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The irony behind some responsive web design tools: a friendly jab

When you try to convince people that the way forward in web design is RWD (i.e. responsive web design) you gotta show them (literally show) what is RWD, what it means and why is it important. While writing this blog post about our own RWD tool we’ve discovered a number of other RWD tools that are published on pages that are not responsive - how ironic is that?

What is RWD - Responsive Web Design?

I will simplify this a lot: responsive web design means making a website capable of adapting itself to the display on which it is viewed by the user. Since I do not believe in restating well chosen phrases, I will cite Wikipedia on this topic and say that the goal is ”easy reading and navigation with a minimum of resizing, panning, and scrolling”. You may follow the link for a more detailed discussion.

kesolutions.biz rendered on phone kesolutions.biz rendered on tablet kesolutions.biz rendered on desktop

Explanations can abstract so here is the example of our own site; in a series of images you can see how www.kesolutions.biz morphs it’s layout and looks on different displays. Note how content is automatically rearranging and also note that there is no annoying horizontal scrolling.

How can I check if my site is responsive?

We talked to all our clients at some point about the need to switch to RWD. We also get consulted about web design often. One of the questions that keeps popping is this: “Isn’t my site responsive? I have a mobile version of it...”. The short answer is - not necessarily. The longer answer is that it is probably partially responsive; that means, it adapts only to so some displays. How can I check it? - is the next question.

In lieu of an answer it seemed that a better idea was to put a freely available tool on our website that does exactly that: checks out how a given site looks when viewed on different devices. Even though we still plan to upgrade it and polish it, it is already functional. Here is how our RWD cheking tool looks like:

Our own RWD checking tool

If you are not familiar with the concept of RWD, you can view several examples what responsive design looks like by clicking (on the left of the page) on one of the latest three webs that we made responsive: Rick Obey & Associates, Hannya or CashDoctor. Once you choose a model website, click in order the three most representative displays: phone, tablet or computer screen. You can see the icons on the right side of the page.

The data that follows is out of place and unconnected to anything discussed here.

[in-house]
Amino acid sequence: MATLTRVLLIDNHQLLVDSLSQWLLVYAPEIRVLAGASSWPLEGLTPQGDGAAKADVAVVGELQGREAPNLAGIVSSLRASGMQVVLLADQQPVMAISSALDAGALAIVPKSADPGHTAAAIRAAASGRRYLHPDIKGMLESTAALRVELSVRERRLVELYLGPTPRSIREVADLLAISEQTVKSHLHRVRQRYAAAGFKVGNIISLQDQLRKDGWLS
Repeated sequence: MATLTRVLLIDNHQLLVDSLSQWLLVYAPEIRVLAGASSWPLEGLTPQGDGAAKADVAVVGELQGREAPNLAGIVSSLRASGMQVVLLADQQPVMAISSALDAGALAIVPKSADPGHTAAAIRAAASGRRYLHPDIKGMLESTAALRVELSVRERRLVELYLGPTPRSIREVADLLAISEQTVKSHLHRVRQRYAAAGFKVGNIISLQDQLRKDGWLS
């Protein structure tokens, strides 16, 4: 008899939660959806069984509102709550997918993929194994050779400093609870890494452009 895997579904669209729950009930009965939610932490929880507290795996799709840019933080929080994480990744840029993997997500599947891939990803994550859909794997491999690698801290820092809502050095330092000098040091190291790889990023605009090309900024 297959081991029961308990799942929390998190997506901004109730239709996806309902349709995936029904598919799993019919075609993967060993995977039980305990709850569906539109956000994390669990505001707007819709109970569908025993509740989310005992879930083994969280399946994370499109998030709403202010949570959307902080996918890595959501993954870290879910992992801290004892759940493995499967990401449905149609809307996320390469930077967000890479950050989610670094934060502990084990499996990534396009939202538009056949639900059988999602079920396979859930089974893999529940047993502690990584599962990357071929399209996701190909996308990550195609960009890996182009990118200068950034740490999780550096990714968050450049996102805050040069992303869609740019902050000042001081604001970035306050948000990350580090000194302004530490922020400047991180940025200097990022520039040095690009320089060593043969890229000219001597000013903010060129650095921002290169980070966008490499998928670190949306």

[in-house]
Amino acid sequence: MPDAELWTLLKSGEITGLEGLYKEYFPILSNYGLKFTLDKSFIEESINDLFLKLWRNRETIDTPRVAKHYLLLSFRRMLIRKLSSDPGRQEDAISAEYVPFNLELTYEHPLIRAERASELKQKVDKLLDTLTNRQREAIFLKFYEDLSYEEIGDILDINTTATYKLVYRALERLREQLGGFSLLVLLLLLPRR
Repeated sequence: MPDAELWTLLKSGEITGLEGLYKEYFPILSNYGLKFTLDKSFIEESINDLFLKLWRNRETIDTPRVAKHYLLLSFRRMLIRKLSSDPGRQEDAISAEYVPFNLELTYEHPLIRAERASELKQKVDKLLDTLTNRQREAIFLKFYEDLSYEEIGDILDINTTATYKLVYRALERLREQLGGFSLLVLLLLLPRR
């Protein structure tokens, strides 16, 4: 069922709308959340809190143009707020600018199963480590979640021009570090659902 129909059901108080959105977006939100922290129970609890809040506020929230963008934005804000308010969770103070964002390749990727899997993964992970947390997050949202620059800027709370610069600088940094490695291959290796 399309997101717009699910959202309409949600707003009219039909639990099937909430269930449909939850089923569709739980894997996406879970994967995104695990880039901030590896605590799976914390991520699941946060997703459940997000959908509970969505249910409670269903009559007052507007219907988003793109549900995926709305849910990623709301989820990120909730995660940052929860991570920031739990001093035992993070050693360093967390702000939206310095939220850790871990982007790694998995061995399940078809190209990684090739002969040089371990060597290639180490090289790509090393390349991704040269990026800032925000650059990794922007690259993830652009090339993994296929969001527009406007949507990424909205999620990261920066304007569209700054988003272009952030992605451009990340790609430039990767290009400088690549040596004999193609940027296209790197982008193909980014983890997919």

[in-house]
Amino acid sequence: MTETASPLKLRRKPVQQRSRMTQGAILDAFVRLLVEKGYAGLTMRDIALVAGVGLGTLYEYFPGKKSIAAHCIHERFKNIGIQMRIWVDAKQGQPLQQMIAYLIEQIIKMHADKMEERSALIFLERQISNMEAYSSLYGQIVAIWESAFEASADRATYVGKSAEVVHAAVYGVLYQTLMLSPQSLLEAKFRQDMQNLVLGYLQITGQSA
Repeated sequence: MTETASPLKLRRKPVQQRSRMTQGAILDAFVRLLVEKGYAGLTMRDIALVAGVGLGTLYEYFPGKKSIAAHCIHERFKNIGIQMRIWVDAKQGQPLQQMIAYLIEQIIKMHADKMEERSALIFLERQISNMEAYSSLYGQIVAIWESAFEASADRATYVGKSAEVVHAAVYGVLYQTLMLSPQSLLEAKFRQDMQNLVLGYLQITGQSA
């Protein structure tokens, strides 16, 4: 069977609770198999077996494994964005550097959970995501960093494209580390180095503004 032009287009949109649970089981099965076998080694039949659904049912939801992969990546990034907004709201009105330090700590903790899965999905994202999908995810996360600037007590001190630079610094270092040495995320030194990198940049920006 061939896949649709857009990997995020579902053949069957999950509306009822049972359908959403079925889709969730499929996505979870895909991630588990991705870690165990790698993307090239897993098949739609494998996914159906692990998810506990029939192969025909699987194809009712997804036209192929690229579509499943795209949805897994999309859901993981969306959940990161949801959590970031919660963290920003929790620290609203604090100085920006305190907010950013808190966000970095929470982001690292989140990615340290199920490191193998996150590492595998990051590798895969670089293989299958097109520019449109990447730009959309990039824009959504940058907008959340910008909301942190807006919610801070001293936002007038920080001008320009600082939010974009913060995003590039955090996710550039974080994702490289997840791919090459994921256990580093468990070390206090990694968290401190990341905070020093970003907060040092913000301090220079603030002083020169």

Alternatively you can type in the name of your site (or any site for that matter) inside the searchbox: for instance, www.cnn.com or www.foxnews.com (do not use http://). Surprisingly you will discover they are not fully responsive as you can see below:

CNN.com rendered on tablet foxnews.com rendered on phone

The reason is both CNN and Foxnews have mobile versions (e.g. m.foxnews.com and m.cnn.com) of their sites and are relying on those. In our view this is not an elegant solution for a number of reasons, but let’s leave it for the moment.

Non-responsive RWD tools

There are score of tools for checking the responsiveness of your website. Google for instance, spits our in excess of 89 million pages when you query “responsive design tool” as keywords.

The irony is that many such tools are not themselves responsive! a wink

We’ve tried a number of them and it seems that their designers consistently forgot to implement responsiveness for the pages that contain their tools.

Purely as an example (although such examples abound), mattkersley.com/responsive/ comes up as the second result when searching Google for a “responsive design tool”. When this tool is asked to evaluate its own page, here is what you can see:

an RWD tool at the top of Google’s SERP

Now, don’t get us wrong: you can still reliably check whether your website is responsive or not with the help of such tools. The only trouble is you have to do it from a computer screen.
It is somewhat ironic, don’t you think?

Please let us know what you think about our RWD tool and what other features you think could help you that we haven’t implemented. We value input and don’t shun criticism!



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